# Handling Continuous Attributes in Decision Trees

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# Handling Continuous Attributes in Decision Trees

## A Crash Course on Decision Trees and Splitting Measures:

• Decision Trees and its variants, Random Forests, XGBoost, CatBoost are popularly used in Machine Learning competitions.
• Training a Decision Tree for a classification problem involves recursively splitting the data into smaller subsets until each node contains data belonging to a single class.
• Different measures (Information Gain, Gini Index, Gain ratio) are used for determining the best possible split at each node of the decision tree.

## Splitting Measures for growing Decision Trees:

• Recursively growing a tree involves selecting an attribute and a test condition that divides the data at a given node into smaller but pure subsets.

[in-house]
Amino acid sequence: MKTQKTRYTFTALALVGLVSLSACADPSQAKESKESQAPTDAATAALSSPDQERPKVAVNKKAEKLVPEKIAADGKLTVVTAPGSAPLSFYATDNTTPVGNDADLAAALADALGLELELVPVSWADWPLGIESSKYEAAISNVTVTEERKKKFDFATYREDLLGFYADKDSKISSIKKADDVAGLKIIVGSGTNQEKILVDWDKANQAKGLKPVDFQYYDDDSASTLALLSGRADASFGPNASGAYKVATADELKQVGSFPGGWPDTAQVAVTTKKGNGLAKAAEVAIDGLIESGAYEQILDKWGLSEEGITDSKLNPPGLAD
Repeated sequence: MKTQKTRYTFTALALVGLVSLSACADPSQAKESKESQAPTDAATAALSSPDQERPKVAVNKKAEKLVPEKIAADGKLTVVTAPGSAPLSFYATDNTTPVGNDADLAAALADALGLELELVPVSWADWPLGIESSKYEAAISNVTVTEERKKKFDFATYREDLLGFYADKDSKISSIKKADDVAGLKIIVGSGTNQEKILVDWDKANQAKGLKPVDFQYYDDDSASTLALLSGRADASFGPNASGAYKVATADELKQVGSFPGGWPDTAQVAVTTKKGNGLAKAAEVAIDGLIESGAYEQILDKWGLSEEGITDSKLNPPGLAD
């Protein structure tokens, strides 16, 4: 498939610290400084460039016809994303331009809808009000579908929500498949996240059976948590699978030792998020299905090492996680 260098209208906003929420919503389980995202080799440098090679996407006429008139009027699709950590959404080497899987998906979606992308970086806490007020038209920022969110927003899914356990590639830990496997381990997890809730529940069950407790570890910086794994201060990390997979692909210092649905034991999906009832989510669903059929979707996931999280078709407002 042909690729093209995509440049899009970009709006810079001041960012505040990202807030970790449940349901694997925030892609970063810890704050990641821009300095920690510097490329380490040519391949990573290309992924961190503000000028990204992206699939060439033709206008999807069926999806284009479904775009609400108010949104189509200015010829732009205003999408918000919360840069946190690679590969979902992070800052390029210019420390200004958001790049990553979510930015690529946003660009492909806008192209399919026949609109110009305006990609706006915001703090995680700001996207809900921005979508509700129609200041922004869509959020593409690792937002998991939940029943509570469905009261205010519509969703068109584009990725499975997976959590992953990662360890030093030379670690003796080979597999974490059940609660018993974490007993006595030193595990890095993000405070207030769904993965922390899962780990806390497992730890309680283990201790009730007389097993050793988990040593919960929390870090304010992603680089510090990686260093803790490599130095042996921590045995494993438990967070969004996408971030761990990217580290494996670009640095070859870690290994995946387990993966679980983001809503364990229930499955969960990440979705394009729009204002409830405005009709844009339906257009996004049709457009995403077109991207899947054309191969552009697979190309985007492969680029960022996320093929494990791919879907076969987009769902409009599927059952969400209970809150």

• The measures used for determining the best split computes the degree of impurity of the child nodes.
• Computing the impurity of child nodes with respect to that of parent nodes is called Gain. Higher the Gain (G), the better the split.
• Let pₖ be the proportion of records belonging to class k at a given node. The impurity measures are given by :

## The curious case of Continuous Attributes:

It can be seen that the computation of splitting measures assumes finite (read: discrete) attribute values. This begs the question, How are continuous-valued attributes handled in decision trees?

## Take some time to think about it (Not long though..its an ML shot)

The test condition for continuous-valued attributes can either be expressed using a comparison operator (≥, ≤). Alternatively, the continuous-valued attribute can be split into a finite set of range buckets. It is important to note that a comparison-based test condition gives us a binary split whereas range buckets give us a multiway split.

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